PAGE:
ObamaCare stands in the way of jobs

For healthcare reform to work, it must give consumers control over their costs and over their coverage. Unfortunately, ObamaCare does just the opposite. It takes away patient choice and drives up the cost of healthcare. A new report from Kaiser says a typical employer-based health insurance premium has increased by 9 percent in just the past year, with that cost projected to double over the next decade. The government’s own actuary for Medicare and Medicaid says that in 2014, premiums will rise by 10 percent more than they would have without ObamaCare.

Spending on healthcare already consumes about one-sixth of our nation’s gross domestic product, and ObamaCare is making things worse. By replacing individual choice with coverage benefits that are government-mandated and enforced, the Obama administration is pushing costs upward, diminishing the hiring potential of many small businesses. As the financial service firm UBS recently noted, ObamaCare is “arguably the biggest impediment to hiring (particularly hiring of less skilled workers).”

The fallout will worsen as ObamaCare mandates kick in. Companies with fewer than 50 employees will stop hiring in order to stay under the limit, while companies with 50 employees or more will simply drop health insurance coverage and pay a less costly government fine. The number of uninsured will increase, and millions more people will be dumped onto government programs, taxing a system that is already going broke with Medicare and Medicaid.

Even the administration cannot justify some of the signature provisions of ObamaCare. For example, Secretary of Health and Human Services Kathleen Sebelius recently reported that one provision, the Community Living Assistance Services and Supports (CLASS) Act, is not financially viable. If implemented, the CLASS Act for long-term care would eventually need taxpayer subsidies to stay afloat.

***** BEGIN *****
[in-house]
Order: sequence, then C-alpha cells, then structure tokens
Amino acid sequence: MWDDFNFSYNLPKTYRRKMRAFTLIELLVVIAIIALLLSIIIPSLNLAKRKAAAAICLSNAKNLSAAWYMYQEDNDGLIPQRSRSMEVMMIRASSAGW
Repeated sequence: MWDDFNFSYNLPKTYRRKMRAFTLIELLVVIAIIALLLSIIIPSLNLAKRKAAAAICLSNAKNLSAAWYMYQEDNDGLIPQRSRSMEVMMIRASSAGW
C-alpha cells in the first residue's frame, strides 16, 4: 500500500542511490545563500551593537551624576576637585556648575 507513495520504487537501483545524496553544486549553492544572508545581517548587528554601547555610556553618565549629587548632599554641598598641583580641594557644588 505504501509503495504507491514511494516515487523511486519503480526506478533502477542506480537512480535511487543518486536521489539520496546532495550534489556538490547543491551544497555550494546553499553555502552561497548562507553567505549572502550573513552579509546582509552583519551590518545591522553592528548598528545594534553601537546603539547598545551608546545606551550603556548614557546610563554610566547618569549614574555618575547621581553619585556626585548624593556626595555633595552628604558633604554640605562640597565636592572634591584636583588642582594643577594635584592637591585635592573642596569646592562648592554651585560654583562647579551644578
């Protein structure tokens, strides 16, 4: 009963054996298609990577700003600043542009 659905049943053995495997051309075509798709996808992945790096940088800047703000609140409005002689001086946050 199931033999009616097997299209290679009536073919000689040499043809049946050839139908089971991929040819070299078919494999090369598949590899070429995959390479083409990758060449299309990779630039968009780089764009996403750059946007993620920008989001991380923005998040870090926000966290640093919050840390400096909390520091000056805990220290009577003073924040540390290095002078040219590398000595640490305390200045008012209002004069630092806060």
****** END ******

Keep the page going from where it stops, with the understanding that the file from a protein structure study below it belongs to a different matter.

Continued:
More than ever, repealing all of ObamaCare is a crucial step that must happen as part of a broader plan to rescue our economy from another devastating recession. The sooner this behemoth is put away, the sooner a massive regulatory burden will be lifted off the private sector. Only then can we be on a path to certainty, and recovery and hiring will ensue.

Once we are rid of President Obama’s failed experiment in healthcare reform, we can work on what the American people want: healthcare reform that gives them control over their costs and control over their coverage.

We should start by fixing an unfair tax policy. Health insurance provided through the workplace provides a tax-free benefit. That benefit should have a reasonable cap, and resulting savings should be used to apply a similar tax break for people who buy private coverage. While it would be better to scrap our whole tax code and replace it with a fairer system, this step would be a good start toward helping people buy health insurance.

The market for health insurance should be expanded across state lines. By giving people the opportunity to buy health insurance from anywhere in the country, consumers will have more options from which to choose. Increasing competition is one of the most effective means for driving down prices.

Individual choice will also allow consumers who don’t have employer-provided coverage to purchase more affordable high-deductible insurance. Couple that with health savings accounts , which allow people to use their pre-tax income for healthcare costs, and the number of uninsured who want healthcare coverage can be greatly reduced.

The federal government can also incentivize state-based solutions. States could make it easier for consumers to pool together for group rates. They could improve on high-risk pools for people with prior medical conditions, and states could also be encouraged to convert Medicaid dollars into vouchers for the purpose of buying private insurance.

There are other options to be explored, including medical liability reform, incentives that encourage prevention, and real efforts to end the waste and abuse in government healthcare programs. The goal should always be to lower the cost of healthcare and to give the American people more choices and freedom to make the best healthcare decisions. But, those goals cannot be achieved until we start with a complete repeal of ObamaCare.

Bachmann is a member of the House Financial Services Committee.